by Mark Evans, Director, Institute for Governance and Policy Analysis
Donald Trump’s presidential victory has given rise to a global democratic paradox. For the growing number of citizens worldwide who feel increasingly disconnected from their democracy and are victims of the hard edges of globalisation, the Trump victory demonstrates that it is possible to challenge the established political order through democratic politics and win. For democrats committed to social, economic and political participation, Trump himself symbolises the very anti-thesis of democratic politics. Trump is a divisive figure – an authoritarian populist who draws his support by creating a politics based on fear and hate for fellow Americans. The lessons from history are clear; if we allow the politics of fear and hate to catch fire it will not end well.
by Associate Professor Roberta Ryan (photo on the right), Director & SallyAnn Hunting (photo on the left), Associate Director, UTS Centre for Local Government, UTS Institute for Public Policy and Governance.
What’s the best way forward for councils when they are expected to do more with less? With pressure to drive efficiencies and economies, often with constrained income levels, councils need to be creative about how to simultaneously achieve savings and improved service levels. State government policies across Australia have been focusing on council amalgamations, however two sets of councils in North West Tasmania have been able to demonstrate efficiencies and increased strategic capacity through resource sharing.
Yesterday we held our first Showcase at Old Parliament House in Canberra, to talk about the City Deal policy, how local government can collaborate with other levels of government to maximise outcomes for communities. Members of the LG Professionals Australia Board, other local government professionals, respected academics and representatives of the Department of the Prime Minister and Cabinet all attended to discuss the City Deals policy, get a better understanding of the transferable learning from the UK and the Australian deals currently in negotiation, and discuss frameworks that can make City Deals successful.
Many aspects of the policy, such as deal negotiation, the social aspects and impacts, the decision-making nexus within Australia's federated system of government, how to engage the community, and how to translate the policy vision into procedures and processes that live up to that potential were covered. Over the next few weeks, we will deciminate as much of the thinking, content and subsequent analysis as possible. Keep an eye on the Resource Hub for more.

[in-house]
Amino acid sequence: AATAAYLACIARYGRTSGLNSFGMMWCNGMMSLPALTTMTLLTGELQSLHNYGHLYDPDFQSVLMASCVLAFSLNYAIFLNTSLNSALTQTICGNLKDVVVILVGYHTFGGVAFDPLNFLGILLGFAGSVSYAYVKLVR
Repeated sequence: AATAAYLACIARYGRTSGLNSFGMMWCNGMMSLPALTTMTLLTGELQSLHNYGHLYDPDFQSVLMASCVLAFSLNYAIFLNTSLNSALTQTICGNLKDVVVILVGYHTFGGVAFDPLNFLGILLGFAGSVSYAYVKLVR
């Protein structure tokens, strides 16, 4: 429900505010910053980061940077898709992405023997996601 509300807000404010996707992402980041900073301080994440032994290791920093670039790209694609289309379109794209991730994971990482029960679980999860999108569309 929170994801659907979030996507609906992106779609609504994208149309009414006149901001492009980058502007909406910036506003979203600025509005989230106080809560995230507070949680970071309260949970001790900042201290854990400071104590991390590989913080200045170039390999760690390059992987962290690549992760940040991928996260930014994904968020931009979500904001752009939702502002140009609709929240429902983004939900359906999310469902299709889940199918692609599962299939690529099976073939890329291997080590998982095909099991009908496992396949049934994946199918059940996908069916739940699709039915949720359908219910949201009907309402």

Lastly, let me say what a great opportunity this was to come together to make the most of the expertise within our sector so that local government can participate in the rollout of City Deals effectively. Thanks also to Professors Gerry Stoker, Mark Evans and Graham Sansom, who offered insightful analysis of the UK experience and a way forward, while still managing to be both witty and realistic.
Lauren Oakey, CEO LG Professionals Australia, Ricki Bruhn, CEO City of Palmerton NT, and Deputy President of LG Professionals Australia, Professor Gerry Stoker, Institute for Governance and Policy Analysis and University of Southampton, and Professor Mark Evans, Director of the Institute for Governance and Policy Analysis.
by M Mizanur Rahman, International Programs Manager, LG Professionals Australia
LG Professionals Australia runs its International Mentor Program (IMP) in Nepal and in two different locations in Cambodia, with the aim of building leadership skills in these countries’ young people. With the economy changing so quickly, this generation needs education and learning opportunities more than any other before it – and the young people are particularly cognisant of this reality.